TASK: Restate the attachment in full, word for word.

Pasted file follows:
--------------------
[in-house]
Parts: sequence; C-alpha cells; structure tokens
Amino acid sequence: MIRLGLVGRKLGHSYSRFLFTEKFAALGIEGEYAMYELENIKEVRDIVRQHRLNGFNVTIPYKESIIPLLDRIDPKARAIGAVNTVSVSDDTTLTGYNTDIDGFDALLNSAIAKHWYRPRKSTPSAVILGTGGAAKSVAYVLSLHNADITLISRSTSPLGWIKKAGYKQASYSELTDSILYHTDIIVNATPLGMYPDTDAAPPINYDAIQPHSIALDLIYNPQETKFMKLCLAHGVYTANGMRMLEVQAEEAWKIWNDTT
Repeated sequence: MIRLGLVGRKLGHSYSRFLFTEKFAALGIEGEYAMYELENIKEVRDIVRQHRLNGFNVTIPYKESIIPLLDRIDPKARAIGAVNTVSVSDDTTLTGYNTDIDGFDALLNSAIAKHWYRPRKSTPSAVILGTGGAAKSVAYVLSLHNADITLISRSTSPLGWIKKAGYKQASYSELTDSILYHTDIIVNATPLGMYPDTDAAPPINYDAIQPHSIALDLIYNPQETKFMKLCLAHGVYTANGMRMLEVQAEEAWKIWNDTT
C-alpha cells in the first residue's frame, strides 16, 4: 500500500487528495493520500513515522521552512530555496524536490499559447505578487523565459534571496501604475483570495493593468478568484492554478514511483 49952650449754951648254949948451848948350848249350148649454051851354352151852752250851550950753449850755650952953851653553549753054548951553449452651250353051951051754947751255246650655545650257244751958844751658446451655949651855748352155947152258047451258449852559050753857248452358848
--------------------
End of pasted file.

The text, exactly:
[in-house]
Parts: sequence; C-alpha cells; structure tokens
Amino acid sequence: MIRLGLVGRKLGHSYSRFLFTEKFAALGIEGEYAMYELENIKEVRDIVRQHRLNGFNVTIPYKESIIPLLDRIDPKARAIGAVNTVSVSDDTTLTGYNTDIDGFDALLNSAIAKHWYRPRKSTPSAVILGTGGAAKSVAYVLSLHNADITLISRSTSPLGWIKKAGYKQASYSELTDSILYHTDIIVNATPLGMYPDTDAAPPINYDAIQPHSIALDLIYNPQETKFMKLCLAHGVYTANGMRMLEVQAEEAWKIWNDTT
Repeated sequence: MIRLGLVGRKLGHSYSRFLFTEKFAALGIEGEYAMYELENIKEVRDIVRQHRLNGFNVTIPYKESIIPLLDRIDPKARAIGAVNTVSVSDDTTLTGYNTDIDGFDALLNSAIAKHWYRPRKSTPSAVILGTGGAAKSVAYVLSLHNADITLISRSTSPLGWIKKAGYKQASYSELTDSILYHTDIIVNATPLGMYPDTDAAPPINYDAIQPHSIALDLIYNPQETKFMKLCLAHGVYTANGMRMLEVQAEEAWKIWNDTT
C-alpha cells in the first residue's frame, strides 16, 4: 500500500487528495493520500513515522521552512530555496524536490499559447505578487523565459534571496501604475483570495493593468478568484492554478514511483 49952650449754951648254949948451848948350848249350148649454051851354352151852752250851550950753449850755650952953851653553549753054548951553449452651250353051951051754947751255246650655545650257244751958844751658446451655949651855748352155947152258047451258449852559050753857248452358848